This is my most recent piece for the Center for a New Community. It will be published online next week:
The “green” movement has been co-opted by hundreds of groups, organization, and even corporations. Walmart , George W. Bush , and even the United States military have taken the word “green” and used it to their (fiscal) advantage. Green has come to mean anything that is sustainable or “earth-friendly.” It has also become a verb: a businesses can “green” themselves by limiting their energy footprint. When any entity uses the word to increase its’ financial profit, or for other such selfish purposes, I refer such use as “green-washing.” One of the more recent, and more creative co-opters of this term is The Greenery, a successful landscaping business in South Carolina. In a blog post on March 15, 2011, Dominique Peridans, a Roman Catholic priest and anti-immigration activist says that The Greenery is truly green: “If "green" means ‘environmentally sound,’ and legal hiring creates a more respectful, more harmonious work (and civic) environment, then perhaps it has gone really green. Those supportive of such business practices cannot but wish such companies continued growth. Go green!”
I wanted to look into Father Peridans’ speculation. Maybe he was right. Maybe hiring legal workers was the best way to make your company green. To conduct my research, I put myself into the role of a small business owner, looking to make my business more sustainable. I sat down and googled “greening your business.” The first link that pops up is from the NRDC . The website provides a guide to making your business have a lighter impact on the earth. Oddly enough, the suggestions refer to consumption practices: e.g. paper-use, energy use, water waste, and using non-toxic products. Nowhere, on any of the websites that came up upon googling, was there discussion of hiring only legal workers as a solution to business-greening.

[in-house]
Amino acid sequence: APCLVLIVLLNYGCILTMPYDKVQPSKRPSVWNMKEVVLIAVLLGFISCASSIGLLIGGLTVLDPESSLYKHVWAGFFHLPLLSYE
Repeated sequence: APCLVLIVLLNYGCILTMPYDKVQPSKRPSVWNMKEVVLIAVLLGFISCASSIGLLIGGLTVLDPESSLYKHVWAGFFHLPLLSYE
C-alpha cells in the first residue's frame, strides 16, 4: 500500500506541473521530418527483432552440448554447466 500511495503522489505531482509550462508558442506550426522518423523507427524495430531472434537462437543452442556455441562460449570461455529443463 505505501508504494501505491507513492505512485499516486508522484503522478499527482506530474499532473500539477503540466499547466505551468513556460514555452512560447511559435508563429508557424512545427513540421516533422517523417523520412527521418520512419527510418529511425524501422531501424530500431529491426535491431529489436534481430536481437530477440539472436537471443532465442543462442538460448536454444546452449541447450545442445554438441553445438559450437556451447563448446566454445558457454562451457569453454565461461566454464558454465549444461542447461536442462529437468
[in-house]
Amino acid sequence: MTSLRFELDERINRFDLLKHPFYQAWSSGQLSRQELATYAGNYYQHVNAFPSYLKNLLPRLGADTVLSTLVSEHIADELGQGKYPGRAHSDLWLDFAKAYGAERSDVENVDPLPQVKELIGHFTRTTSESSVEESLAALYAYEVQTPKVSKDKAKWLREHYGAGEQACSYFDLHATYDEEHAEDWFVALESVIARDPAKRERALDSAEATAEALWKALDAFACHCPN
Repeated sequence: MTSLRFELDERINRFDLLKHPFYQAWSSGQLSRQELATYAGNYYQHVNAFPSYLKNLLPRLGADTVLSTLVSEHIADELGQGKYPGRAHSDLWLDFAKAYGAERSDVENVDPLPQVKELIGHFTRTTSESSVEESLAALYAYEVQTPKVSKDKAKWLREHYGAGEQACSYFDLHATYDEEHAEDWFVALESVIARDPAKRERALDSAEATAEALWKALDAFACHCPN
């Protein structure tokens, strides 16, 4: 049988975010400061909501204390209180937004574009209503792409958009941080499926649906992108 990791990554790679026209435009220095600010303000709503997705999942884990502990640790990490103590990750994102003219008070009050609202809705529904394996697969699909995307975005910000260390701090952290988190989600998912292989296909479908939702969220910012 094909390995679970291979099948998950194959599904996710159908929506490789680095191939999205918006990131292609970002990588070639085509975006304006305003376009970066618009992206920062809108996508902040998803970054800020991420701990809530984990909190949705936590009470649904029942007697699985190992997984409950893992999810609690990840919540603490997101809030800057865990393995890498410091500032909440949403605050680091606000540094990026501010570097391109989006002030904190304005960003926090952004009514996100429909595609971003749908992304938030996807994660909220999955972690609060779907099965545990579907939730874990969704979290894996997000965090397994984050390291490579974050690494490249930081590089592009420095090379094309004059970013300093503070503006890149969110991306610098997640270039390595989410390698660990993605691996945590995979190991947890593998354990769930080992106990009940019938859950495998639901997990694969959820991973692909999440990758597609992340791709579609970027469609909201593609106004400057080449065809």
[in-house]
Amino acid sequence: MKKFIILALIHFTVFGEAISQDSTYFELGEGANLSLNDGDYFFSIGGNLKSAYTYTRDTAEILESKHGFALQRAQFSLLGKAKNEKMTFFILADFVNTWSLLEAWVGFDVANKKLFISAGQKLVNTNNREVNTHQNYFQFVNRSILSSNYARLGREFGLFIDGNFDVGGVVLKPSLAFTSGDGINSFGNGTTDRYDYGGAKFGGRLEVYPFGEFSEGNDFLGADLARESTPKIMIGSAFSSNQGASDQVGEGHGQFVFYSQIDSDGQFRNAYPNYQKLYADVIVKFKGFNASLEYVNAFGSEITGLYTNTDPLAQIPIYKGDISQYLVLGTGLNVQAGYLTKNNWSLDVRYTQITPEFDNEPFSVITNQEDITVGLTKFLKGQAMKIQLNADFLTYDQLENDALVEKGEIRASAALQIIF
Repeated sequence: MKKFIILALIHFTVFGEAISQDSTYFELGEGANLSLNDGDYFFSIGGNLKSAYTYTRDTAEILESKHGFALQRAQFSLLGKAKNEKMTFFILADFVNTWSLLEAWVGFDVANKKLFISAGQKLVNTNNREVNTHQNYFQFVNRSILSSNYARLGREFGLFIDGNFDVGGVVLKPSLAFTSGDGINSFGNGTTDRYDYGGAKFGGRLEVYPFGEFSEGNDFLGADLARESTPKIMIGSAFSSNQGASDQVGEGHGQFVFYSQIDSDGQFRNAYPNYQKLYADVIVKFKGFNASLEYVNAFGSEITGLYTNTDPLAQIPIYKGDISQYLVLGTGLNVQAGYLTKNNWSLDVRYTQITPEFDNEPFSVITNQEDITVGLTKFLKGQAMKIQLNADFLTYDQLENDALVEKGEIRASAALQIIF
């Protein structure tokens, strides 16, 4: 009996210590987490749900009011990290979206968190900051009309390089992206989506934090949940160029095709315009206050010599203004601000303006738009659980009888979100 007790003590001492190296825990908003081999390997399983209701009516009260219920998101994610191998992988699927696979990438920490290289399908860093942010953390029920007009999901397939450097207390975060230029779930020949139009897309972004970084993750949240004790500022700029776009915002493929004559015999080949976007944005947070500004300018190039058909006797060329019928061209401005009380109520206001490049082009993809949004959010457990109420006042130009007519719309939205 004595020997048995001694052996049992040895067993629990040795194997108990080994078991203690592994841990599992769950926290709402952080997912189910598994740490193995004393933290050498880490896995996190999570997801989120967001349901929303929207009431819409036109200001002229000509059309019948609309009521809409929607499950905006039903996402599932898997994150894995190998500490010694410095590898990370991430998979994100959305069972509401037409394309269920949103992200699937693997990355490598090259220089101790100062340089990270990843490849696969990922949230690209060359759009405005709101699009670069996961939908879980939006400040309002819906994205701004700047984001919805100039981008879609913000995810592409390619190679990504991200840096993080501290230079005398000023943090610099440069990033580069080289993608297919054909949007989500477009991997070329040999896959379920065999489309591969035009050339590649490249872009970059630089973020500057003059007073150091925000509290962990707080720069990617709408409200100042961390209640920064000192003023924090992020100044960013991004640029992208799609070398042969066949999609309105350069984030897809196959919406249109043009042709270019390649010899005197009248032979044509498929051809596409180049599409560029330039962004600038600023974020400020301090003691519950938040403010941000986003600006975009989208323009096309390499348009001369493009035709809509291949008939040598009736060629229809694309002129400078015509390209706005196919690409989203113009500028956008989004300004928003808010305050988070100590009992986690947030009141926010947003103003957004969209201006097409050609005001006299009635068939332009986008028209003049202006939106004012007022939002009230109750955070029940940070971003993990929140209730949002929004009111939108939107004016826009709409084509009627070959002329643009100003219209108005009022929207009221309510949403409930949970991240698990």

According to the World Bank, 53% of Mexico’s population lives on less than $2 per day, and 24% lives on $1 per day, with an unemployment rate of 40% . Illegal immigrants have lower per capita and per household, incomes than all other households in the United States . Illegal immigrants often reside in substandard living conditions that are crowded . Generally, illegal immigrants don’t have many poseccions, and cannot drive/ do not own a car. So, what makes these employees so unsustainable? At carbonfootprint.com, I attempted calculating the carbon footprint of an illegal immigrant, finding that it was about 0.02 tons of carbon/ year, versus the average American’s 20.4 tons of carbon/ year . So, if your employee has a low carbon footprint, I suppose that would help green your business (since no one would be driving a Hummer to work at least.) Father Peridan appears to be reaching with his suggestion for the ultimate “greening” of your company. The motivation behind the co-option of “green” is clear: appeal to a wider (more liberal?) audience, and convince more folks to take an anti-immigration stance.
Knowing the insurmountable poverty and harsh living conditions that illegal immigrants face, I cannot blame any of our environmental plights upon them. In fact, if we were looking for ways to become more green, we could take a few pointers from the impoverished people of the world, who do so very little to contribute to our global ecological crisis.
Catherine Craig is a Hampshire College student and a legislative intern working in Vermont for a farmer advocy group. She was raised Catholic and is ashamed of how Father Peridans’ blog piece represents Catholicism. Father Peridan seems to have forgotten that Christ was an activist for the poor not for the businessman.